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Is being a ‘high-achiever’ a highway to unhappiness?

Being a high-achiever is a good thing, right?


It’s certainly got its perks yes – at least on the surface. Having a powerful drive to achieve in your life, having an intense focus on being ‘successful’ and taking constant pride in your performance and seeking perfection will get you places, no doubt. If you’re nodding along, you may even recognise that these qualities have partly got you where you are now, helped you to progress in many contexts and empowered great results along the way.


Indeed, I’m sure that the majority of the most ‘successful’ people in business and sport would self-identify with being a ‘high-achiever’.


So, what’s not to like?


Well, if you’re reading this and identifying with it you may also recognise that it isn’t necessarily bringing you happiness too. That realisation is so common that a new term of ‘unhappy achievers’ is emerging.


Perhaps you’ve noticed that you can’t relax until you’ve completed tasks, you haven’t got balance in your life, your internal dialogue is harsh and critical, you’re feeling anxious and overwhelmed or your physical body is beginning to suffer. Maybe though, it’s just a sense that you’re constantly looking for the next thing, looking externally to what will fulfil you.


These are all signs that the stories we’re telling ourselves about who we are – are ‘pushing’ or ‘driving’ us to these high-achiever behaviours. They might sound something like this:


‘I need to prove myself’

‘I must do more or I’m going to fail’

‘I need to make sure they really value me’

‘It will all be worth it once I get the recognition’

‘It could have been better if I’d done more’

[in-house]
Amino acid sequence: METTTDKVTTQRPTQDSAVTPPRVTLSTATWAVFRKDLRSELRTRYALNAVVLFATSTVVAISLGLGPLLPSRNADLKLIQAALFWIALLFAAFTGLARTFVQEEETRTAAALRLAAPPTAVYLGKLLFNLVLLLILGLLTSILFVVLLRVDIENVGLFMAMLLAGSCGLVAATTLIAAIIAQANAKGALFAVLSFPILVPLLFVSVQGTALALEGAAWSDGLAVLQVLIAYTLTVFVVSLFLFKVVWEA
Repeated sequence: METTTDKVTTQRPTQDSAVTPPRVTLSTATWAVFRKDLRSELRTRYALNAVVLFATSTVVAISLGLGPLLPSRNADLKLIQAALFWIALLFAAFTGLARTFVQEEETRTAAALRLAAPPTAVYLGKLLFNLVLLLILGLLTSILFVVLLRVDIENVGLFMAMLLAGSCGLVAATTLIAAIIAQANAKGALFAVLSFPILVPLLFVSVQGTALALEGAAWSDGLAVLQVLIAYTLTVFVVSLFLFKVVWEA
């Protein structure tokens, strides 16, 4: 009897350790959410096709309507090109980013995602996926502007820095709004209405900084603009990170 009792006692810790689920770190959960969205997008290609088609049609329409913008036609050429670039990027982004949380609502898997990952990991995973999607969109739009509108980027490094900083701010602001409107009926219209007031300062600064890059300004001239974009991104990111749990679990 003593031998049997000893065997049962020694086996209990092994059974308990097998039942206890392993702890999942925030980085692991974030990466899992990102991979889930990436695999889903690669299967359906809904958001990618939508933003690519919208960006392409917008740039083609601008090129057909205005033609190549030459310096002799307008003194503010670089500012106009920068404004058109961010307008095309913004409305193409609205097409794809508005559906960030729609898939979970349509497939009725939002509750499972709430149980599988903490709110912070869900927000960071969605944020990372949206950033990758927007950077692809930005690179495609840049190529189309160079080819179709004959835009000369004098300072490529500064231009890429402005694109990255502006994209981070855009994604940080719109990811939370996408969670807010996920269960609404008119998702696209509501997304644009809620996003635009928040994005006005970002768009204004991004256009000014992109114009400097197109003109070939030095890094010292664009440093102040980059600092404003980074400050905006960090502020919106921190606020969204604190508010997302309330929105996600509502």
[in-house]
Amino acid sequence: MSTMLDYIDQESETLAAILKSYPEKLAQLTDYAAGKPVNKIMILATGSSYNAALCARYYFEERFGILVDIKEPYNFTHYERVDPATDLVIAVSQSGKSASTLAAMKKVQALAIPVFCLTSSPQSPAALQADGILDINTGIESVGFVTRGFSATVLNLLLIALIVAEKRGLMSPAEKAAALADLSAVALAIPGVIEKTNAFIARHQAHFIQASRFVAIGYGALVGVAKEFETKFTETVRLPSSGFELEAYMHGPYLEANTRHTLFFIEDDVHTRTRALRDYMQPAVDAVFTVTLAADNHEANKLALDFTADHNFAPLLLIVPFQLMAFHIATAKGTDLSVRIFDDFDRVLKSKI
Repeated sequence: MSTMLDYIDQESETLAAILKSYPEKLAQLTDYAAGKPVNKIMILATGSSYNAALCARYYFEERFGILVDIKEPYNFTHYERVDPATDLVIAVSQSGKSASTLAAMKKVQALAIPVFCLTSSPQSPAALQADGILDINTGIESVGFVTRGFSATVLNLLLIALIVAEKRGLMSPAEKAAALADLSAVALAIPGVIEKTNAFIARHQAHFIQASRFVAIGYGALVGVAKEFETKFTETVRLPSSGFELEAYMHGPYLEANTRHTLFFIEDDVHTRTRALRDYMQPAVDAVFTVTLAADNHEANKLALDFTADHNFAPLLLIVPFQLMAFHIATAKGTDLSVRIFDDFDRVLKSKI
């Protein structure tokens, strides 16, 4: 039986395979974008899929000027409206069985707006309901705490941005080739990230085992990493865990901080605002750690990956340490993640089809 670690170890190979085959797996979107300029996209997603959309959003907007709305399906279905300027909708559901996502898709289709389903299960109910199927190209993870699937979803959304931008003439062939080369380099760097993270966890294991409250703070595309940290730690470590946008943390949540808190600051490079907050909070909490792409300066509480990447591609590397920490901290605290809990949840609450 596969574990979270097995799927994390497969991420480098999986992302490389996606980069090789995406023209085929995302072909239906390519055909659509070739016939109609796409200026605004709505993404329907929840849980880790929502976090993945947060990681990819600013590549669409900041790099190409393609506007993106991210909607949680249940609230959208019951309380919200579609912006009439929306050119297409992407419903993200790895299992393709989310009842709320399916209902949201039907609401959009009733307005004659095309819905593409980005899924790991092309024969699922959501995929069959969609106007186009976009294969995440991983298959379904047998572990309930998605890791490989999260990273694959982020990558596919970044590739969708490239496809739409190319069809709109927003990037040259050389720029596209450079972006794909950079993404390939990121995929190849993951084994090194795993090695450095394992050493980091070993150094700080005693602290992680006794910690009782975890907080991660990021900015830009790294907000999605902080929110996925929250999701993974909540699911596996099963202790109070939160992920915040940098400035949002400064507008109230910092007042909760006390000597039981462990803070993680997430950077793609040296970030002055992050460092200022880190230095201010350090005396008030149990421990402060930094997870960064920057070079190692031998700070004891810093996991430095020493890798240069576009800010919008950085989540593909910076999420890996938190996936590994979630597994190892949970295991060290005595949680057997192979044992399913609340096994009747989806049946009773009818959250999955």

‘I will be happy when I’ve achieved this’

‘I will be fulfilled and content when this happens in the future’

‘I need to be perfect in order to be loved’


You may notice that most of these are dependent on external factors – and ignore perhaps the most important element to happiness – your inner state. They are also primarily driven by a fear of failure, and fear of not being valued, recognised, loved and appreciated. And fear is powerful, it activates our fight or fight system, it pumps adrenaline around our body and primes us to act, to do, to achieve. But being driven from this kind of internal state and story about yourself has its costs – as you may be experiencing.


What's the alternative?


This article might be the realisation you need to start to make some shifts in your life - to discover how to re-balance your mind, body and life, ensuring you can still fulfil your passion and purpose in life, but in a way that holds greater calmness, health, happiness, connection & kindness to yourself. Ultimately moving you to a place where you’re ‘pulled’ to achieve by passion, love, inspiration and curiosity rather than ‘pushed’ by fear.

This realisation was certainly powerful for me - with my own mental/physical health challenges leading me to completely re-discover how I can live my life in a more balanced way and ultimately led to me starting this business with the purpose of transforming your experience of life.


If this has struck a chord and you’d like to book a free introductory call – just click here. I'd love to help.


James


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